Edinburgh Airport cuts 250 jobs, slams quarantine

Edinburgh Airport

Edinburgh Airport said on Friday a restructuring process due to the impact of the Covid-19 pandemic on the aviation industry will see around a third of its workforce leave the business. 

Edinburgh Airport CEO Gordon Dewar slammed the “ill-thought out and unworkable blanket quarantine policy which has massively impacted on passenger numbers.”

Edinburgh Airport is owned by New York-based owner Global Infrastructure Partners (GIP), which had been exploring a sale for as much as £2 billion before the pandemic, according to reports.

GIP bought the airport from BAA for £807 million in 2012.

A total of 14,747,830 people travelled through Edinburgh Airport last year, making 2019 the busiest in the airport’s history and the busiest ever year for a Scottish airport. 

“Following a lengthy and detailed consultation process with staff and unions, the airport has made the regrettable decision as it prepares for a prolonged recovery,” said Edinburgh Airport.

“The  airport directly employs 750 people and the  redundancy process will begin today, covering all areas including frontline staff, management and support functions. 

“The restructuring includes compulsory and voluntary redundancies across the business.

“The airport consulted with staff and unions and its proposals on terms of redundancy were supported by more than 90% of people who took part in the ballot.

“Colleagues who will unfortunately be made redundant will begin to receive letters as of 1 August and will leave the business on 31 October.”

Edinburgh Airport CEO Gordon Dewar said: “This is a bitterly sad day for the airport and for those colleagues who are losing their jobs through no fault of their own but due to the impact of this dreadful pandemic. 

“We have worked with unions and staff over the past four months to protect as many jobs as possible, but unfortunately we have to confirm this regrettable news as the business prepares for whatever comes next.  

“Last year we welcomed a record 14.7 million people through our doors.

“This year we will be lucky to see a third of that and next year won’t be anywhere near where we have previously estimated so the business has to right size to be in a position to survive and recover when it can …

“The furlough scheme has undoubtedly helped us to retain jobs and we are grateful for the UK Government’s support, as well as that of the Scottish Government through things like rates relief.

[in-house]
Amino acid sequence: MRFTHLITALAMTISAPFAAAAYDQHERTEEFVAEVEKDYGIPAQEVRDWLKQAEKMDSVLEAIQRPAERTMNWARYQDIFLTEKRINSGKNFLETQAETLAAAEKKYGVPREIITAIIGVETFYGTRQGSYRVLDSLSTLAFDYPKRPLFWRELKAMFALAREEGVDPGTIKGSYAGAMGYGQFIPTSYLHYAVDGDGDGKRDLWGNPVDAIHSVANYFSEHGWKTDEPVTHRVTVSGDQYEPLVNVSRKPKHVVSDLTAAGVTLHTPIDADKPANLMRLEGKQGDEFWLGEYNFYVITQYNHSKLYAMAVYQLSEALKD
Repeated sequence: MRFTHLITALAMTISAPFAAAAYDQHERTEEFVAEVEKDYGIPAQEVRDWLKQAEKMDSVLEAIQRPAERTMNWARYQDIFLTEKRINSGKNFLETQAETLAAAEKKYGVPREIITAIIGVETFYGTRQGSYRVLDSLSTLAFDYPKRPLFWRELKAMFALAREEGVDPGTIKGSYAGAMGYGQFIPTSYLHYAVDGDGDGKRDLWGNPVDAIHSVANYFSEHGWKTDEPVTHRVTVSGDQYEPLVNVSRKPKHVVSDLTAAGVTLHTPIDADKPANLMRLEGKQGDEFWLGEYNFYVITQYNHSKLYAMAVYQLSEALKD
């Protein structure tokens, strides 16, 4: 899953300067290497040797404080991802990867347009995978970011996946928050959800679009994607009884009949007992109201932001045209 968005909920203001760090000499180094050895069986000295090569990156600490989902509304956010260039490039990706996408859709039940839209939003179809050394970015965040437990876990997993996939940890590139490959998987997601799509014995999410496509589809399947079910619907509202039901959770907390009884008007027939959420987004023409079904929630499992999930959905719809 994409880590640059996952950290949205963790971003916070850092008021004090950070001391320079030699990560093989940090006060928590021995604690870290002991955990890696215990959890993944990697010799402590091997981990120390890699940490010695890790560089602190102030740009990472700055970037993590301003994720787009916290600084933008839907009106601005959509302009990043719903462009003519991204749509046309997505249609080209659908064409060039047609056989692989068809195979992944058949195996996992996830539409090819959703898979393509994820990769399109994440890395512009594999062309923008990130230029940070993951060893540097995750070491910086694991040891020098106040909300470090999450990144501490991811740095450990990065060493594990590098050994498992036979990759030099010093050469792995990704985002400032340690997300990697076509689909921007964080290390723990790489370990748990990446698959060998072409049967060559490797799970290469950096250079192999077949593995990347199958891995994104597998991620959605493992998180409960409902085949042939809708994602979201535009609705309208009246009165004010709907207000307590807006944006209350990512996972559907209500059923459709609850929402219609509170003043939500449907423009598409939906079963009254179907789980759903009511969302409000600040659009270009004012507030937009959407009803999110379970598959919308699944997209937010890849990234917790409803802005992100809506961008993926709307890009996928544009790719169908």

“Despite this, we continued to burn around £3.5 million a month as passenger numbers dropped dramatically and airlines drastically scaled back operations.

“It will be a very long road to recovery, and we cannot successfully make that journey while we are set up as a 15 million passenger airport. 

“Aviation was one of the industries to be hit first and unfortunately will be one of the last to fully recover, so job losses have been unavoidable. 

“The situation has been exacerbated by the introduction of an ill-thought out and unworkable blanket quarantine policy which has massively impacted on passenger numbers.  

“Aviation jobs rely on passengers and flights.

“That has been lost in this argument and despite us working with unions to make the case for directed support, we are still waiting to find out what will be done to preserve these jobs which are crucial to any industry and economic recovery. 

“Throughout the consultation we have striven to be fair, compassionate and seek an outcome that protects as many people as possible.  

“We bitterly regret this necessity and all of our talented colleagues departing the business leave with our very best wishes.

“They are an incredibly talented workforce who have served Edinburgh Airport fantastically well and we will do what we can to help them find other employment.

“We are sorry to see them go.” 

About the Author

Mark McSherry
Dalriada Media LLC sites are edited by veteran news journalist Mark McSherry, a former staff editor and reporter with Reuters, Bloomberg and major newspapers including the South China Morning Post, London's Sunday Times and The Scotsman. McSherry's journalism has also appeared in The Washington Post, The Guardian, The Independent, The New York Times, London's Evening Standard and Forbes. McSherry is also a professor of journalism and communication arts in universities and colleges in New York City. Scottish-born McSherry has an MBA from the University of Edinburgh and a Certificate in Global Affairs from New York University.